SUGAR AND SPICE ADVICE
Taking risks is something most of us engage in at one time or another. Taking risks is a necessary part of life. Risks offer opportunities for growth and learning. Not all risk taking is smart, though. Some risks are dangerous and foolhardy, like zigzagging in and out of traffic at 100 mph or attempting to climb Mount Everest without any hiking experience, or investing your savings account into what appears to be a pyramid scheme. Risking life or limb while taking a risk is something that very well could not be worth the attempt.
What about those risks that are worth taking? These are the ones that are beneficial, such as pursuing a dream, buying that first home, or going back to school. How do we make our dreams come to fruition? Simply by doing a little assessment and taking reasonable risks. So how do we decide what is a healthy risk, and what isn’t? Try these ideas:
Weigh the risks and rewards. What could you lose? What could you gain? I don’t know how many of you remember the daredevil, Evel Knievel. (I am aging myself.) He’s the motorcyclist who decided to jump the Snake River Canyon in Idaho. Think about what he could have lost in that gambit. Now think about what a person could gain by going back to school. A better job, more pay, possibly better work hours, self-satisfaction in a job well done. Lose a leg or a life or a have a career you love? You decide.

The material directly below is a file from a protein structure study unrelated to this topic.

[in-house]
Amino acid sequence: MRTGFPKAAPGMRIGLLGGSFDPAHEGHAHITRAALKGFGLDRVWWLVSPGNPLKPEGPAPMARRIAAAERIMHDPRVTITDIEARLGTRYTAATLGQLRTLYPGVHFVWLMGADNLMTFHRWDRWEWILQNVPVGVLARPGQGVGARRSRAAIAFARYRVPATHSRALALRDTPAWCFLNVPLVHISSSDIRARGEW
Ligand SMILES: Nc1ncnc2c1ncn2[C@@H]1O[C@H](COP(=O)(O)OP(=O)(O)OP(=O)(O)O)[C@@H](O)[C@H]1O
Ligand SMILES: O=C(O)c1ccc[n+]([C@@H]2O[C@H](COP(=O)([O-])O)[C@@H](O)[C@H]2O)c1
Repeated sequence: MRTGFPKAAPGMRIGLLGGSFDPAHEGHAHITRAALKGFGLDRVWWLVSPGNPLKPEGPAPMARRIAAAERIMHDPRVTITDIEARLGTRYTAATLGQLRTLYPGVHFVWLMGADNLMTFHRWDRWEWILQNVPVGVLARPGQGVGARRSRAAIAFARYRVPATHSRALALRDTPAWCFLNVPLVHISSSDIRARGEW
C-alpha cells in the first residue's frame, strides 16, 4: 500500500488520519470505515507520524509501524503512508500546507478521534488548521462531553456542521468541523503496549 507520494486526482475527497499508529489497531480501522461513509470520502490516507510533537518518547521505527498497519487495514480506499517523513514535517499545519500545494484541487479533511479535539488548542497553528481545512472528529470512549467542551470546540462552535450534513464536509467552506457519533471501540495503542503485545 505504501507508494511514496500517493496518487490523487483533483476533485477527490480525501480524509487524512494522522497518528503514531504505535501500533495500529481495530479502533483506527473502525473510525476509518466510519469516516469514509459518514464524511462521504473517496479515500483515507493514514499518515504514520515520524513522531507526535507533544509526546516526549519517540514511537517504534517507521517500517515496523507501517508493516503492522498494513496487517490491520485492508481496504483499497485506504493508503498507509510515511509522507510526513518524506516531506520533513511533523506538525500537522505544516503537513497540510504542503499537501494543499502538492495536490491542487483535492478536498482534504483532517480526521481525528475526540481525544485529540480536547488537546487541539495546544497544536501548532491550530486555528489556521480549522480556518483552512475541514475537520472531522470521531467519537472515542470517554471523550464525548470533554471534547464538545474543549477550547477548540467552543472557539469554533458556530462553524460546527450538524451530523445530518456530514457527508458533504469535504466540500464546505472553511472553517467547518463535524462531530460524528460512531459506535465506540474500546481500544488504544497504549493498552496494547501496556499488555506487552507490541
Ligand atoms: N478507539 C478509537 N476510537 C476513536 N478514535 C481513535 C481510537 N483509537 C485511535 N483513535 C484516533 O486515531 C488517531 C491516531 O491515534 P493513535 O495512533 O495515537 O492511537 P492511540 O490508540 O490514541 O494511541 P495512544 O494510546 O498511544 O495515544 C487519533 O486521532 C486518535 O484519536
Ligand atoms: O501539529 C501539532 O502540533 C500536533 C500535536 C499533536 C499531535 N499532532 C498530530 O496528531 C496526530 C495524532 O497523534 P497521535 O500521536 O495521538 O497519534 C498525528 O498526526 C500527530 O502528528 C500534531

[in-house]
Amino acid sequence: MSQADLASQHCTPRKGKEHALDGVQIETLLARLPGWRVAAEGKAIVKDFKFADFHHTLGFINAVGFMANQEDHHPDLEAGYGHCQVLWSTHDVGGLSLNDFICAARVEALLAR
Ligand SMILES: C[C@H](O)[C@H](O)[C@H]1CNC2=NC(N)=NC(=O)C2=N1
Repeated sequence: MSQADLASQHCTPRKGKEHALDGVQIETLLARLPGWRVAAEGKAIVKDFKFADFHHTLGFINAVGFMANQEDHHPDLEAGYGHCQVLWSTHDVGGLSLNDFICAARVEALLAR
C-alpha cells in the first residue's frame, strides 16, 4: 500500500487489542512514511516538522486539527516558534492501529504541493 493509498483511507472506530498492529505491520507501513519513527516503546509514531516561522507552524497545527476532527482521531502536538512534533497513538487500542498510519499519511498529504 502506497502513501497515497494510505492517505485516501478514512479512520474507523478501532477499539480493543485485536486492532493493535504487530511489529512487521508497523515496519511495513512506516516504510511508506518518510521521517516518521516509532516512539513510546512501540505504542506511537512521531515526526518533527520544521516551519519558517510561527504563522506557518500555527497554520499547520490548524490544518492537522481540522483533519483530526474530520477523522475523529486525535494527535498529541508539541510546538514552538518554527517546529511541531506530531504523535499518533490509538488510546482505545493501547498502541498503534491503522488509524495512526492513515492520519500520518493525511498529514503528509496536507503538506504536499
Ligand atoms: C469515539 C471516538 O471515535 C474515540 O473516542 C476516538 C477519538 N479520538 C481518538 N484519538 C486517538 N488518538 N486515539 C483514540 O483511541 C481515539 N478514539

Don’t let fear of failure dissuade you. At risk taking time negative thoughts pop into one’s head discouraging a person from even trying. Thoughts like, “You are too old,” “You are too tired,” “That is going to be hard,” or “People will laugh at you if you fail.” The comfort zone is called that because it takes no effort and makes a person feel safe. But sometimes you just have to leave your comfort zone. Staying in your comfort zone does not guarantee happiness or personal growth. It is okay to venture out of that comfort zone now and again, really. Looking at it from the cynic’s point of view, what if you “fail?” You never fail until you refuse to get back up. Even if the goal wasn’t totally achieved, something beneficial was learned along the way. Experience won this way is not something to be scoffed at. It can be a leg up on your next attempt and you will succeed.
Prepare and plan and you will improve the chance of success. Do your research. What does the risk involve? Is this a good time to take the risk? How will family and friends be impacted by this risk? What about fitting in this risk with my current working hours? The old adage applies here: Fail to plan then plan to fail. Remember to use the SMART system for setting your goals.
Here’s the SMART way of goal setting in a nutshell:
S – Specific
M – Measurable
A – Attainable
R – Relevant
T – Time-Bound
Chop your goal into reasonable parts. Have faith in yourself. Don’t’ give up. And don’t forget to congratulate yourself as you complete each step. It will be worth the effort. You’ll see.
Wishing you health and happiness!
(Thank you to Kaiser Permanente for some of the information in this post.)
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